Mary Ingalls

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Mary Amelia Ingalls
MaryIngalls 1.jpg
Mary Amelia Ingalls
Mary Amelia Ingalls

(1865-01-10)January 10, 1865
near Pepin, Wisconsin, U.S.
DiedOctober 20, 1928(1928-10-20) (aged 63)

Mary Amelia Ingalls (January 10, 1865 – October 20, 1928) was born near the town of Pepin, Wisconsin. She was the first child of Caroline and Charles Ingalls and older sister of author Laura Ingalls Wilder, known for her Little House book series.[citation needed]


At the age of 14, Ingalls suffered an illness—thought to be scarlet fever—at the time believed to have caused her to lose her eyesight.[1] A 2013 study published in the journal Pediatrics, concluded it was actually viral meningoencephalitis that caused Ingalls' blindness, based on evidence from first-hand accounts and newspaper reports of her illness as well as relevant school registries and epidemiologic data on blindness and infectious diseases.[2][3][4] Between 1881 and 1889, Ingalls attended the Iowa Braille and Sight Saving School in Vinton, Iowa.[citation needed]

The historical record is silent as to why Ingalls did not attend school during one year in that period, but she did finish the seven-year course of study in 1889 and graduated. She then returned home to De Smet, South Dakota, living with her parents. Ingalls contributed to the family income by making fly nets for horses. After her father died in 1902, Ingalls and her mother rented out a room in their home for extra income. Following her mother's death in April 1924, Ingalls lived for a time with her sister, Grace Ingalls Dow in Manchester, South Dakota.[citation needed]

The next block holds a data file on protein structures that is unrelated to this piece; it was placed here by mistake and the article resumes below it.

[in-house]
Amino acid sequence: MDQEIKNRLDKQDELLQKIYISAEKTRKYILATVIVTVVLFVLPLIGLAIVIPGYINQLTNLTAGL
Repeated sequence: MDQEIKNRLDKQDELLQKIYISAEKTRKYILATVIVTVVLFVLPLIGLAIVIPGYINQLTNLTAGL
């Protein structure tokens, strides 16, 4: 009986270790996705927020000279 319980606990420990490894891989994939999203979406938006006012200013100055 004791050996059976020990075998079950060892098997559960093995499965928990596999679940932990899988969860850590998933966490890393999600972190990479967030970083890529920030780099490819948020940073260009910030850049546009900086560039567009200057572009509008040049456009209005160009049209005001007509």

Ingalls family plot, De Smet Cemetery, South Dakota
Mary Ingalls' headstone at De Smet Cemetery, South Dakota

After that, Ingalls travelled to Keystone, South Dakota, to live with her sister Carrie Ingalls Swanzey. It was there that Ingalls suffered from a stroke. She died not long after as a result of pneumonia on October 20, 1928, at the age of 63. Her body was returned to De Smet, where she was buried in the Ingalls family plot next to her parents at De Smet Cemetery.[citation needed][5][6]

In popular culture[edit]

Ingalls was portrayed in the television series Little House on the Prairie by actress Melissa Sue Anderson. The television version of Mary Ingalls became a teacher in a school for the blind and married a blind fellow teacher, Adam Kendall, who was portrayed by Linwood Boomer.[citation needed][7] The real Mary Ingalls never became a teacher nor married but returned to De Smet to live with her parents after graduating from Vinton.[8][9]


  1. ^ Benge, Janet and Geoff (2005). Laura Ingalls Wilder: A Storybook Life. YWAM Publishing. p. 180. ISBN 1-932096-32-9.
  2. ^ Allexan, Sarah S.; Byington, Carrie L.; Finkelstein, Jerome I.; Tarini, Beth A. (2013). "Blindness in Walnut Grove: How Did Mary Ingalls Lose Her Sight?". Pediatrics. peds.2012-1438.
  3. ^ Dell'Antonia, KJ (February 4, 2013). "Scarlet Fever Probably Didn't Blind Mary Ingalls". The New York Times. Retrieved February 4, 2013.
  4. ^ Serena, Gordon (February 4, 2013). "Mistaken Infection 'On The Prairie'?". U.S. News and World Report. Retrieved February 4, 2013.
  5. ^ "Rites Held At De Smet For Pioneer Of County". The Daily Argus-Leader. October 21, 1928.
  6. ^ "Mary Amelia Ingalls". Find A Grave. Retrieved June 12, 2019.
  7. ^ "Salesman turns actor". The Advocate. November 11, 1978.
  8. ^ Holloway, Diane (November 30, 1980). "Sight for sore eyes". Austin American-Statesman.
  9. ^ McGlynn, Ann (September 3, 2001). "Blind school's budget slashed". Quad-City Times.

Further reading[edit]

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